The document is a revision of draft guidance initially published in May 2015. It explains the circumstances in which it may be appropriate to leverage existing clinical data to support pediatric device indications and labeling, with a view toward increasing the availability of such devices.

The FDA released finalized guidance titled “Leveraging Existing Clinical Data for Extrapolation to Pediatric Uses of Medical Devices.” The guidance outlines the approach the FDA uses to determine whether extrapolation is appropriate, and describes how data can be used to increase precision for pediatric inferences. It also provides a road map for leveraging existing clinical data when submitting premarket approval applications (PMAs) and de novo requests, as well as for use in supporting humanitarian device exemptions (HDEs).

The finalized document clarifies that for PMA, HDE or de novopremarket submissions, it may be appropriate to extrapolate existing clinical data when the course of the disease or effects of the device are sufficiently similar in adults and pediatric patients. However, information should be extrapolated only when the end points used in the adult data sources are relevant to the pediatric population, when the data quality is high and when existing data are determined to be scientifically valid evidence.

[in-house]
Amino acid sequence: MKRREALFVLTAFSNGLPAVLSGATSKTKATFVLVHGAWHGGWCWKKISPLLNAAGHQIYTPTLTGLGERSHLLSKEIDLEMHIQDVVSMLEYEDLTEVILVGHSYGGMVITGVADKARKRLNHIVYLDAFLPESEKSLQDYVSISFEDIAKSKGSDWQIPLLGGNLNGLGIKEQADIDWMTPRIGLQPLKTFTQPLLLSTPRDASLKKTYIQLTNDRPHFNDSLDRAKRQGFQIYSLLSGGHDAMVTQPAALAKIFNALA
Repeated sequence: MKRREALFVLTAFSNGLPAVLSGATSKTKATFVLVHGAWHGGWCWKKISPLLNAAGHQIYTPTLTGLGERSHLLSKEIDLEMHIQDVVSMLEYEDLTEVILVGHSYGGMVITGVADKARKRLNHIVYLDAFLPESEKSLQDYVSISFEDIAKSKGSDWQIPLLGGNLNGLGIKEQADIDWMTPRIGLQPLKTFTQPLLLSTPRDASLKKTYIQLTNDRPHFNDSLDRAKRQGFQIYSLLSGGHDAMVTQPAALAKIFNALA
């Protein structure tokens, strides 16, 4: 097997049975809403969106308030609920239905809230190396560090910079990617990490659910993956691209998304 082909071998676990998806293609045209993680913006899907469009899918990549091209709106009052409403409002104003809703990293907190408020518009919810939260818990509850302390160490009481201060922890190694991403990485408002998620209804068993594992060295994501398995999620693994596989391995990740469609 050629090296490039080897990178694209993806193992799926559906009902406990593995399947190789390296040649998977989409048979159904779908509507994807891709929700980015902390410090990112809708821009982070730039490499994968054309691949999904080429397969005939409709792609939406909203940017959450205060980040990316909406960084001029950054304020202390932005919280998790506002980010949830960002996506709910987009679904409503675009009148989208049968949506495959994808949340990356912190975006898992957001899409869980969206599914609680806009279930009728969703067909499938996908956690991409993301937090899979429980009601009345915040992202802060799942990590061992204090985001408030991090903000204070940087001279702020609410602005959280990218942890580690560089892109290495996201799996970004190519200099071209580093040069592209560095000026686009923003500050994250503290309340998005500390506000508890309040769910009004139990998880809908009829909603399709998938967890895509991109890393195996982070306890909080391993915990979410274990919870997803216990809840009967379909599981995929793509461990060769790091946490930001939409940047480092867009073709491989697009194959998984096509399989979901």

Comments submitted by industry on the draft version, according to the FDA, sought clarification of the concept of “borrowing strength.” Thus, the finalized guidance explains that the quantitative information provided by existing adult data can be incorporated in one of two ways: The adult data can stand in as a substitute for pediatric data, or the adult data can be used to supplement pediatric data within a statistical model. This type of combination of data sources, the FDA writes, is known as borrowing strength, and it can significantly boost the sample size of a prospective pediatric study.

The agency specifies that while the exact model used to borrow strength may vary depending on the case, the extent of leveraging depends on the similarity between borrowed data and any pediatric data that will be collected – regardless of the model used.

The guidance also notes that the types of existing data sources that may be considered for extrapolation include data from a variety of clinical investigations (e.g., randomized controlled trials, single-arm studies and studies from any individual treatment arm), historical clinical data, reference samples and published literature.